UI Biology Building East — Friday, Feb. 23
UI MacBride Hall — Saturday, Feb. 24
Iowa City is 900 miles from Washington D.C., but some weeks the distance between the two cities seems even greater. This is one of those weeks.
Iowa City is having its annual Darwin Day celebration, two days of speakers addressing the important issues at the intersection of science and society. Events start on Friday afternoon and run early Saturday evening, with a belated birthday party for the eponymous Charles Darwin on Saturday afternoon at the Hageboeck Hall of Birds in the University of Iowa’s Museum of Natural History. (Darwin was born on Feb. 12, 1809, the same day Abraham Lincoln was born.)
Meanwhile, just outside D.C., the annual Conservative Political Action Conference (CPAC) is being held this week. It will be four days of politicians, corporate lobbyists and rightwing activists, many of whom reject established science because it either cuts into their religious beliefs, companies’ profits or ability to attract voters.
Climate change has been a favorite target of conservative ire at CPAC in recent years — climate science was denounced during last year’s conference as the greatest scientific fraud in history at a panel titled, “Fake Climate News Camouflaging an Anti-Capitalist Agenda — and What President Trump Plans To Do About It.”
Climate change is also the focus of this year’s Darwin Day in Iowa City.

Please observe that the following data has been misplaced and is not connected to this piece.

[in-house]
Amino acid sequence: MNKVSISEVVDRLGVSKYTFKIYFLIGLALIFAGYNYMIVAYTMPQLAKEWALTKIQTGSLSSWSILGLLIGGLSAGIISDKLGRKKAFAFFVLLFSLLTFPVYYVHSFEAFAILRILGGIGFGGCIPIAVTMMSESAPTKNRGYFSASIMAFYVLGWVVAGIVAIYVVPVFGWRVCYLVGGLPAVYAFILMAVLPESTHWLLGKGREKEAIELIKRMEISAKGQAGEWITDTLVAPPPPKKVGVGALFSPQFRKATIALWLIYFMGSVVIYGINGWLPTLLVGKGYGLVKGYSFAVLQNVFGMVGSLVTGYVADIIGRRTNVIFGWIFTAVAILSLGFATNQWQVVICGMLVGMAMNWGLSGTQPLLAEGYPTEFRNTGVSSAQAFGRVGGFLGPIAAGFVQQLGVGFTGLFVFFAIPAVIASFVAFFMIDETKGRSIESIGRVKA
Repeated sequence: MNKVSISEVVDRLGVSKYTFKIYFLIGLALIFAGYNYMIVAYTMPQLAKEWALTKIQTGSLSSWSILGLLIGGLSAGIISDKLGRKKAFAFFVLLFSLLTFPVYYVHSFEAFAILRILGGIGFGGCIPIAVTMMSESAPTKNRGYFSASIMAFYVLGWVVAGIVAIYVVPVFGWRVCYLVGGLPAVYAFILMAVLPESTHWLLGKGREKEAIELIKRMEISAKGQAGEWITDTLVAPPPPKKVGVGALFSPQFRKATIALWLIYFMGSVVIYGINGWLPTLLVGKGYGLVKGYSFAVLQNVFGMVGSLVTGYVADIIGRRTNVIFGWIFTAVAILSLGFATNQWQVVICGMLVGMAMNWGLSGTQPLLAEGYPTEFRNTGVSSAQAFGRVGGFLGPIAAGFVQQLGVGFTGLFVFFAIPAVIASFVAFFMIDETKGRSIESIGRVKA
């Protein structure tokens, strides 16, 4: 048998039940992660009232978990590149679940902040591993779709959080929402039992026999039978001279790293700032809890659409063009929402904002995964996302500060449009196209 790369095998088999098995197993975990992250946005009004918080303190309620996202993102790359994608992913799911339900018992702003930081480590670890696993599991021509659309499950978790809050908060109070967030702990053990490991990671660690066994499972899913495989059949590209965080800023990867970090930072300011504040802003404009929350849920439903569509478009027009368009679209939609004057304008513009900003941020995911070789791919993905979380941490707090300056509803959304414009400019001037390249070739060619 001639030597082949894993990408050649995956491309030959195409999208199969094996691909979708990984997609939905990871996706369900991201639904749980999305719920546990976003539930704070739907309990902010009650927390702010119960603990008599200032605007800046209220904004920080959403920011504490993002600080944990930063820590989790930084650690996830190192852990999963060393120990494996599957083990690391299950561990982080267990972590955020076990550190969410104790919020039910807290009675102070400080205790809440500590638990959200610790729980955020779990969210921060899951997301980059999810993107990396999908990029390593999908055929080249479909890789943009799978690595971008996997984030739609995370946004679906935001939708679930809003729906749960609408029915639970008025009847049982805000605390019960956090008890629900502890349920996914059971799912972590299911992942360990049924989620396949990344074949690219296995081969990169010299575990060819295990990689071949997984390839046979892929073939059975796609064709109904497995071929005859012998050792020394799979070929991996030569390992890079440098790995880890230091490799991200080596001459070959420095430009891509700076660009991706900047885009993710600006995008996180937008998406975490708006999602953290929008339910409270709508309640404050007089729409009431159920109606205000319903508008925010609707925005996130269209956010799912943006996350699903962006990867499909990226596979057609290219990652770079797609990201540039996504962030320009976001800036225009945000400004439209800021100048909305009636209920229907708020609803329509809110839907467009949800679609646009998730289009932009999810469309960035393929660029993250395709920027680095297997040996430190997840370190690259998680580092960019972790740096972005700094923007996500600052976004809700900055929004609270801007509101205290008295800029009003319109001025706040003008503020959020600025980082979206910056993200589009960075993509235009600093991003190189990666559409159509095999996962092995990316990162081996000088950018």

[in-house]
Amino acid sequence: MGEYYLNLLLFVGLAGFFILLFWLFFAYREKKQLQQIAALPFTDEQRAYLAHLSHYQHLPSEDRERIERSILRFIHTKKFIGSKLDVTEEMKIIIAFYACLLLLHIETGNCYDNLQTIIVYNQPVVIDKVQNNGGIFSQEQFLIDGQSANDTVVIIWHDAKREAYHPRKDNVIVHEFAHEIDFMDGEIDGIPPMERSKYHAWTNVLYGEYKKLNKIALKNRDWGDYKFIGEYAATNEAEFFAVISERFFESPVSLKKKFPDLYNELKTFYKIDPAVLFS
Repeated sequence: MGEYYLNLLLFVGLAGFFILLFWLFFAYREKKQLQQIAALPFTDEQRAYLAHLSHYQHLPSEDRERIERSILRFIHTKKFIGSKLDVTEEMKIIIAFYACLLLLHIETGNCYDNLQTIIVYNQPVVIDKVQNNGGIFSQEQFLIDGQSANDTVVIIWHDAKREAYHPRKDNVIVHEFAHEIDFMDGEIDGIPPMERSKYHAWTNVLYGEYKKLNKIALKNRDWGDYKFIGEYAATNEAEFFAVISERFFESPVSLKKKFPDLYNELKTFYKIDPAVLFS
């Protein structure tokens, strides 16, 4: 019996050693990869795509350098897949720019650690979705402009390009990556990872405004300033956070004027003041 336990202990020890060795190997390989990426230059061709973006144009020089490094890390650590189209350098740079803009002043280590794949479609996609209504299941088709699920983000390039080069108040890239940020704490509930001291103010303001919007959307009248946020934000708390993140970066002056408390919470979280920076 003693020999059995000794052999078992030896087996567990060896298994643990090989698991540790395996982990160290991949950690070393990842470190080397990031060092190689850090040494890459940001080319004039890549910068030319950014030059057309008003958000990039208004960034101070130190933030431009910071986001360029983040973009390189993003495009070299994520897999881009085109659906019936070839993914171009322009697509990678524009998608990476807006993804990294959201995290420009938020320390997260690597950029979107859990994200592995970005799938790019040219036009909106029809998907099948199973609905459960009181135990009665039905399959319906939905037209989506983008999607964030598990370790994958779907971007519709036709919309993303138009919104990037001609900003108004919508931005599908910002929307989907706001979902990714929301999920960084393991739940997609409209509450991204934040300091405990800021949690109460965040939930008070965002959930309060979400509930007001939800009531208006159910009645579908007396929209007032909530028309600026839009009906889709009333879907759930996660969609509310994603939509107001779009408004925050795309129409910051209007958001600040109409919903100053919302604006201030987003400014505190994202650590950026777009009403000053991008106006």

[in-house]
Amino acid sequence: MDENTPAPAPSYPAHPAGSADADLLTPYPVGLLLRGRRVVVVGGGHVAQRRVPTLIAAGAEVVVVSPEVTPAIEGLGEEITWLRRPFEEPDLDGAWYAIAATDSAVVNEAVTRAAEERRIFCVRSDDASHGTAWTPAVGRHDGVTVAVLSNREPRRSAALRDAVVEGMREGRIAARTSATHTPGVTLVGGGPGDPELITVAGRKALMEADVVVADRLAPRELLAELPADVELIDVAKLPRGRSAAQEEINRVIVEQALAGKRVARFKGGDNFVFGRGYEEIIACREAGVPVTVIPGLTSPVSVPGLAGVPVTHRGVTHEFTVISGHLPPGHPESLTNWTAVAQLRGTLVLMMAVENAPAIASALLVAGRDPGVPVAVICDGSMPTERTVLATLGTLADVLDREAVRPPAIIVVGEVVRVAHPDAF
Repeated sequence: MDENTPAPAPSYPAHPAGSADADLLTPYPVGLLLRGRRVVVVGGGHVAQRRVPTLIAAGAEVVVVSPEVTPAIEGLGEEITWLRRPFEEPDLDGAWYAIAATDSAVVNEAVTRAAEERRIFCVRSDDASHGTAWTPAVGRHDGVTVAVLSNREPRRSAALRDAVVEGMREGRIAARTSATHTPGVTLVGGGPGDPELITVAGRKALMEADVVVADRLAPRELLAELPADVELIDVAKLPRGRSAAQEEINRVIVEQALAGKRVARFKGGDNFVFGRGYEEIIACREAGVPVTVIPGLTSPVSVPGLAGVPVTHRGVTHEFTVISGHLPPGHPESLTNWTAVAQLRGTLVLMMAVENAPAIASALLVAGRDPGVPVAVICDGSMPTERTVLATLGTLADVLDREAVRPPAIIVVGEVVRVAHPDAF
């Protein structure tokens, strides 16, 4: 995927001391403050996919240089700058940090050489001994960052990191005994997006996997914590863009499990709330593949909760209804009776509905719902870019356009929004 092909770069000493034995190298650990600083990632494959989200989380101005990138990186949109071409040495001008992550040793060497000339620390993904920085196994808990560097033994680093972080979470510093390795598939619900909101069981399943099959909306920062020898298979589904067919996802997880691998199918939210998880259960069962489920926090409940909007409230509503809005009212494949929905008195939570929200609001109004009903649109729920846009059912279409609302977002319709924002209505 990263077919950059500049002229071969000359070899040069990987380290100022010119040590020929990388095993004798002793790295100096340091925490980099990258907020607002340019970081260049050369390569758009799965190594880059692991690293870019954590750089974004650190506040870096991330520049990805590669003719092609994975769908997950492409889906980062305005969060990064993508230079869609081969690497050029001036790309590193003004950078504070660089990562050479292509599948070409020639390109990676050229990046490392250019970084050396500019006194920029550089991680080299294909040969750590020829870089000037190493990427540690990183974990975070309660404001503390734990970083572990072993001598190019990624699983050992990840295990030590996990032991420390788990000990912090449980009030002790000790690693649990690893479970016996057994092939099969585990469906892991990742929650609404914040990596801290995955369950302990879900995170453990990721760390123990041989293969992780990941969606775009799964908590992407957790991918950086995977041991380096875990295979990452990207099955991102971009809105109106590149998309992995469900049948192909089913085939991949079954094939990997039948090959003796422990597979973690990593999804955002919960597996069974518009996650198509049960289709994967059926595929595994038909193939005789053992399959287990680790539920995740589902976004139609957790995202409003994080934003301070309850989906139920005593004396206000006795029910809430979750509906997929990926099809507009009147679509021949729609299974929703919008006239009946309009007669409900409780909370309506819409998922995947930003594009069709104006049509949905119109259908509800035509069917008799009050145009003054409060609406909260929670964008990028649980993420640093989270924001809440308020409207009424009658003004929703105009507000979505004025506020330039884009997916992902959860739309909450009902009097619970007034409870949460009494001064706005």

James Hansen, a member of the National Academy of Sciences and the former Director of the NASA Goddard Institute for Space Studies, and Jacquelyn Gill, assistant professor at the University of Maine Climate Change Institute, will address the science of climate change and what can be done in response. Science education experts, Asheley Landrum and Paul Strode, will discuss how to talk to people confused by or distrustful of science, and the best ways to help students think critically.
Hansen, who is currently an adjunct professor at Columbia University’s Earth Institute, is a native of Denison, Iowa. He started his scientific career as a student at UI, where he studied under the famous astrophysicist James Van Allen. Hansen’s testimony before Congress in 1988 about the human role in climate change is often credited with bringing the topic to the attention of the general public. He’s spent the last 30 years advancing science, as well as the public discussion about climate change, while often being fiercely attacked by climate change deniers.
Hansen is a natural fit for Darwin Day. According to the International Darwin Day site, its purpose is to encourage people to “act on the principles of intellectual bravery, perpetual curiosity, scientific thinking, and hunger for truth as embodied in Charles Darwin.” Darwin Day was launched in 2001 in New Mexico. Iowa City celebrated its first Darwin Day in 2008.
All Darwin Day events are free and open to the public. The programming kicks off with a reception and art exhibit in the Kollros Auditorium of UI’s Biology Building East at 2 p.m. on Friday.
This year’s CPAC will prominently feature a speaker who rejects Darwin’s legacy and the theory of evolution, as well as another speaker who has often claimed climate change is a hoax. Their speeches may not make sense in terms of science, but their beliefs will definitely have an impact on society.
The first speaker is Vice President Pence, the second is President Trump.